Cardiovascular disease (CVD) is a global public health concern with an estimated 17.9 million deaths in 2016, accounting for 31% of all global deaths . It is estimated that 151,377 million disability-adjusted life years was lost due to CVD . CVD is a group of heart and blood vessels disorders, including acute coronary syndromes (ACS) known as a “heart attack” . Approximately 80% of ACS patients die within the first one hour before they are carried to the nearest hospital [3, 4]. Compared to the general population, ACS patients are more likely to have depression and confined mobility, resulting in lower health-related quality of life (HRQOL) , a measure of perceived health status and satisfaction in performing daily life activities .
Treatments for ACS is vital and should be provided urgently. The guidelines of European Society of Cardiology and European Association for Cardio-Thoracic Surgery recommended an invasive strategy for most of ACS patients . Percutaneous coronary intervention (PCI) is the second most frequently performed invasive intervention for ACS in the U.S after cardiac catheterization in 2019 . In PCI, a flexible thin tube is used to insert a stent into an artery to widen plague-build-up-narrowed blood vessels in the heart, an atherosclerosis. This non-surgical intervention is highly successful and causes few complications [7, 8, 9]. Optimal medical therapy (OMT), which includes antiplatelet agents, statins, β-blockers and angiotensin-converting enzyme inhibitors/angiotensin receptor blockers, is an initial and essential treatment that needed for ACS patients whether or not they receive PCI [10, 11].
Previous studies showed that PCI improve HRQOL among ACS patients [12, 13]. There were also few studies on this issue conducted in Vietnam where the population is aging quickly and CVD as the leading cause of deaths is accounting for 30% of total disability-adjusted life years [14, 15]. Although HRQOL is an important measure to assess clinical outcomes , data on HRQOL among ACS patients were limited in Vietnam. Therefore, this study was conducted to 1) evaluate HRQOL of ACS patients in Nhan Dan Gia Dinh Hospital, Ho Chi Minh City (HCMC), Vietnam, 2) determine whether HRQOL was different for those receiving both PCI/OMT compared to those receiving OMT alone 6 to 12 months after treatment, and 3) examine associations between HRQOL and potential correlates.
2. MATERIALS AND METHOD
Nhan Dan Gia Dinh Hospital is a public provincial hospital administrated by the Ho Chi Minh City Department of Health. The 1,500-bed hospital with modern-equipment, and experienced and high-skilled healthcare professionals, is capable for 4.000 outpatient-visits and 300 emergencies per day. This is a teaching hospital of the University of Medicine and Pharmacy at Ho Chi Minh City (http://bvndgiadinh.org.vn/home/about/).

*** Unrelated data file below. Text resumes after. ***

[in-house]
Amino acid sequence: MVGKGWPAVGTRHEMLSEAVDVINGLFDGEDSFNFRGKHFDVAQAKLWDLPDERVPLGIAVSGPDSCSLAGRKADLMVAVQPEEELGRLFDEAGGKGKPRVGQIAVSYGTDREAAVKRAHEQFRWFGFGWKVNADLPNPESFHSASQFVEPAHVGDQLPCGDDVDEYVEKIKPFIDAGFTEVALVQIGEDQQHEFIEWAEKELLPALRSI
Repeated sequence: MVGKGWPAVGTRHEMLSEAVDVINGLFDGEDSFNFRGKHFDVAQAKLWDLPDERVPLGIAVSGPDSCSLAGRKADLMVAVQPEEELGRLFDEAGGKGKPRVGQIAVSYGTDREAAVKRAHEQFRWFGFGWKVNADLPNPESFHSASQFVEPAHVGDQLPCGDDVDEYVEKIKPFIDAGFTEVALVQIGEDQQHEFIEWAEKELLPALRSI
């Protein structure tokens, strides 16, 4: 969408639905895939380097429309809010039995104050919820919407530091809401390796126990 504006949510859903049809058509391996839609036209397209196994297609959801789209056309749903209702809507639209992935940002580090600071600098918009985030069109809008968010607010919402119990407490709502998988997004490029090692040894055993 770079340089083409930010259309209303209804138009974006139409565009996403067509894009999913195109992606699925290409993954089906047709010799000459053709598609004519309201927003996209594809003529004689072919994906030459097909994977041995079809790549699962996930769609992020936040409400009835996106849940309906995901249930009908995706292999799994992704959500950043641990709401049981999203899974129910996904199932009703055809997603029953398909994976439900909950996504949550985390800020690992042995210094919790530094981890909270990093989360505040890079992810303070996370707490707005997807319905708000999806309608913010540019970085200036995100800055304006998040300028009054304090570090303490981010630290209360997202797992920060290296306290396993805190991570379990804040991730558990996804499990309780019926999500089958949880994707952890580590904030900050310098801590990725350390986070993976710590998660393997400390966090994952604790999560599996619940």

A cross-sectional design was used to collect data from ACS patients at the Department of Interventional Cardiology, Nhan Dan Gia Dinh Hospital between March and May 2019. The hospital provided treatment for more than 750 ACS patients in 2018, of which 76% received PCI. A list of patients and their medical records were used to screen for participant’s eligibility. Patients who 1) were at least 18 years old; 2) diagnosed with ACS including unstable angina (UA)/non-ST elevation myocardial infarction (NSTEMI) or ST elevation myocardial infarction (STEMI); 3) had coronary angiography; and 4) underwent PCI plus OMT (PCI/OMT) or OMT alone for 6 to 12 months at the hospital. Those who were unable to answer the questions due to limited cognitive ability; had chronic coronary artery disease; or underwent the second invasive strategy were excluded from the study. Eligible patients were invited to participate in the study when they visited the hospital for medical check-up. The purpose of the study was explained, and information sheet was provided to the patients. Patients were required to return written consents if they agreed to participate.
Face-to-face interviews were conducted using a structured questionnaire. Demographic and socio-economic characteristics collected included gender, age, marital status, education level, place of residence, working status, household economic and health insurance. Age was grouped into <65 years or ≥65 years as patients aged ≥65 years suffer higher risk of mortality . Weight and height were measured using standard protocols . Body Mass Index (BMI) calculated by [weight (kg)]/ [height squared (m2)] was used to determine patients’ weight status. A patient was classified as normal weight (BMI<23) and overweight/obese (BMI ≥23) as suggested by World Health Organization for Asian population . Household economic was certified by the local authorities as poor and non-poor.